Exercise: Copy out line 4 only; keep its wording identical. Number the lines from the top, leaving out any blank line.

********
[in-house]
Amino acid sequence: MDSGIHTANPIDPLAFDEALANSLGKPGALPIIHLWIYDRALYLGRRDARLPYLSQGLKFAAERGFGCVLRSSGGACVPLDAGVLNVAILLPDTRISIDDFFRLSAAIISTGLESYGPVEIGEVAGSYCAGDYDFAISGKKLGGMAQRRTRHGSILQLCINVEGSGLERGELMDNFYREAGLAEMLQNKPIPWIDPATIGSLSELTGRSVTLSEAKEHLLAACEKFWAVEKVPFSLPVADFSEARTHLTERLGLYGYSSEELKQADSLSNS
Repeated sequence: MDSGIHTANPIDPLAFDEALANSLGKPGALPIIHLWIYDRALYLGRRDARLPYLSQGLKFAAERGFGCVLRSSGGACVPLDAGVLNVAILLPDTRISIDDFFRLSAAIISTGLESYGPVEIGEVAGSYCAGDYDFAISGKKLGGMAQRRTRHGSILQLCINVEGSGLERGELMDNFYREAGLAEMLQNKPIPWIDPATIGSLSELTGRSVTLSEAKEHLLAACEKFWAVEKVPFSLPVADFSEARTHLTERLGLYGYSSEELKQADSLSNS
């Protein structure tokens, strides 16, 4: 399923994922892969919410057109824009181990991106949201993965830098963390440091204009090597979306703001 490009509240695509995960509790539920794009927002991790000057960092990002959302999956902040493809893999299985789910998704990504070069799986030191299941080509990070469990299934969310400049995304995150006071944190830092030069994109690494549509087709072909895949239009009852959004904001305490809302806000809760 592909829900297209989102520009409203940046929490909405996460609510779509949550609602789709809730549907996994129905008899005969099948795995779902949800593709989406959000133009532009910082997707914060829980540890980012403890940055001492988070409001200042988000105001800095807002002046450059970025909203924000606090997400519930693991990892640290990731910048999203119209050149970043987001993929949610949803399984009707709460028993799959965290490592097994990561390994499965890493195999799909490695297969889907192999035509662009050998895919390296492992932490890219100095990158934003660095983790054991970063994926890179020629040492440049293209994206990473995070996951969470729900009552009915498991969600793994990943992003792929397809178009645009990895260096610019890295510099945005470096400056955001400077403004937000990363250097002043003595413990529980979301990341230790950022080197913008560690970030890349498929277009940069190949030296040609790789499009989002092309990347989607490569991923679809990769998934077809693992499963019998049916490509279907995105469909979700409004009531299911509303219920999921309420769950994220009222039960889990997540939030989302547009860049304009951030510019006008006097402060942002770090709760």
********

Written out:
């Protein structure tokens, strides 16, 4: 399923994922892969919410057109824009181990991106949201993965830098963390440091204009090597979306703001 490009509240695509995960509790539920794009927002991790000057960092990002959302999956902040493809893999299985789910998704990504070069799986030191299941080509990070469990299934969310400049995304995150006071944190830092030069994109690494549509087709072909895949239009009852959004904001305490809302806000809760 592909829900297209989102520009409203940046929490909405996460609510779509949550609602789709809730549907996994129905008899005969099948795995779902949800593709989406959000133009532009910082997707914060829980540890980012403890940055001492988070409001200042988000105001800095807002002046450059970025909203924000606090997400519930693991990892640290990731910048999203119209050149970043987001993929949610949803399984009707709460028993799959965290490592097994990561390994499965890493195999799909490695297969889907192999035509662009050998895919390296492992932490890219100095990158934003660095983790054991970063994926890179020629040492440049293209994206990473995070996951969470729900009552009915498991969600793994990943992003792929397809178009645009990895260096610019890295510099945005470096400056955001400077403004937000990363250097002043003595413990529980979301990341230790950022080197913008560690970030890349498929277009940069190949030296040609790789499009989002092309990347989607490569991923679809990769998934077809693992499963019998049916490509279907995105469909979700409004009531299911509303219920999921309420769950994220009222039960889990997540939030989302547009860049304009951030510019006008006097402060942002770090709760």